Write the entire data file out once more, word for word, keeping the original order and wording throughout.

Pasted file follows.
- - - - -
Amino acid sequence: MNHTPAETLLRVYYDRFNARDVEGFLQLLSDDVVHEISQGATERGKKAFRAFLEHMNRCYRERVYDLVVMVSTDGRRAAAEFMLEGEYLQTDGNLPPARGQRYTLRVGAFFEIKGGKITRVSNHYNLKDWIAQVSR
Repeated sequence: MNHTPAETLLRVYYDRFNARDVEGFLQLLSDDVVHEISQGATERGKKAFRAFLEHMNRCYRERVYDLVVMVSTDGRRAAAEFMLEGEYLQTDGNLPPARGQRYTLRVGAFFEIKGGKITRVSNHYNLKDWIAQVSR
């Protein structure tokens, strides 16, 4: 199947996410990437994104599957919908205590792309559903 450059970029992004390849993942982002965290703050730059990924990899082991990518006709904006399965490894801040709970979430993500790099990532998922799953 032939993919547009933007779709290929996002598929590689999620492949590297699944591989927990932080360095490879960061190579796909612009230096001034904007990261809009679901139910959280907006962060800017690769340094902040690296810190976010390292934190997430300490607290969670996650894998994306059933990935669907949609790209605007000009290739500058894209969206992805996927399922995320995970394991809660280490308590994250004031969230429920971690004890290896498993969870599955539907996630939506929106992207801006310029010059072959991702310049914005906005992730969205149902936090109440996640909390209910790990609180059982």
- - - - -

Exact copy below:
Amino acid sequence: MNHTPAETLLRVYYDRFNARDVEGFLQLLSDDVVHEISQGATERGKKAFRAFLEHMNRCYRERVYDLVVMVSTDGRRAAAEFMLEGEYLQTDGNLPPARGQRYTLRVGAFFEIKGGKITRVSNHYNLKDWIAQVSR
Repeated sequence: MNHTPAETLLRVYYDRFNARDVEGFLQLLSDDVVHEISQGATERGKKAFRAFLEHMNRCYRERVYDLVVMVSTDGRRAAAEFMLEGEYLQTDGNLPPARGQRYTLRVGAFFEIKGGKITRVSNHYNLKDWIAQVSR
């Protein structure tokens, strides 16, 4: 199947996410990437994104599957919908205590792309559903 450059970029992004390849993942982002965290703050730059990924990899082991990518006709904006399965490894801040709970979430993500790099990532998922799953 032939993919547009933007779709290929996002598929590689999620492949590297699944591989927990932080360095490879960061190579796909612009230096001034904007990261809009679901139910959280907006962060800017690769340094902040690296810190976010390292934190997430300490607290969670996650894998994306059933990935669907949609790209605007000009290739500058894209969206992805996927399922995320995970394991809660280490308590994250004031969230429920971690004890290896498993969870599955539907996630939506929106992207801006310029010059072959991702310049914005906005992730969205149902936090109440996640909390209910790990609180059982």